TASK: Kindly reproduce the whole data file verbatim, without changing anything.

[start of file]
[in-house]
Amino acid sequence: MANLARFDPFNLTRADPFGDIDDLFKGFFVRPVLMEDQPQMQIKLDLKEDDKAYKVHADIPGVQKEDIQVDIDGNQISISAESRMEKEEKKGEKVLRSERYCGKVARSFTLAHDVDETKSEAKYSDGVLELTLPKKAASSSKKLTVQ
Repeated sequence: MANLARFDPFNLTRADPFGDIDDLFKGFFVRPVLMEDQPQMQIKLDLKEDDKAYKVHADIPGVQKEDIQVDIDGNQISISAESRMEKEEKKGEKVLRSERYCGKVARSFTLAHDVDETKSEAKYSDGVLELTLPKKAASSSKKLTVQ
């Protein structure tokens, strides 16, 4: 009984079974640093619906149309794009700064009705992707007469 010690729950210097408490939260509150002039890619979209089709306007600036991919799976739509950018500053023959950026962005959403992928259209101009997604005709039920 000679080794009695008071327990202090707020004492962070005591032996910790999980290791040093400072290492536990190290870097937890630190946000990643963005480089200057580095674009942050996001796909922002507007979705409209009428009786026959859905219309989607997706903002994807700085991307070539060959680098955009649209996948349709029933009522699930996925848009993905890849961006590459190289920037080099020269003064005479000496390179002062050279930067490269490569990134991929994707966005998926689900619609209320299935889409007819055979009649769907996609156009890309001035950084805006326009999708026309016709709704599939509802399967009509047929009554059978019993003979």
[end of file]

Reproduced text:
[in-house]
Amino acid sequence: MANLARFDPFNLTRADPFGDIDDLFKGFFVRPVLMEDQPQMQIKLDLKEDDKAYKVHADIPGVQKEDIQVDIDGNQISISAESRMEKEEKKGEKVLRSERYCGKVARSFTLAHDVDETKSEAKYSDGVLELTLPKKAASSSKKLTVQ
Repeated sequence: MANLARFDPFNLTRADPFGDIDDLFKGFFVRPVLMEDQPQMQIKLDLKEDDKAYKVHADIPGVQKEDIQVDIDGNQISISAESRMEKEEKKGEKVLRSERYCGKVARSFTLAHDVDETKSEAKYSDGVLELTLPKKAASSSKKLTVQ
């Protein structure tokens, strides 16, 4: 009984079974640093619906149309794009700064009705992707007469 010690729950210097408490939260509150002039890619979209089709306007600036991919799976739509950018500053023959950026962005959403992928259209101009997604005709039920 000679080794009695008071327990202090707020004492962070005591032996910790999980290791040093400072290492536990190290870097937890630190946000990643963005480089200057580095674009942050996001796909922002507007979705409209009428009786026959859905219309989607997706903002994807700085991307070539060959680098955009649209996948349709029933009522699930996925848009993905890849961006590459190289920037080099020269003064005479000496390179002062050279930067490269490569990134991929994707966005998926689900619609209320299935889409007819055979009649769907996609156009890309001035950084805006326009999708026309016709709704599939509802399967009509047929009554059978019993003979």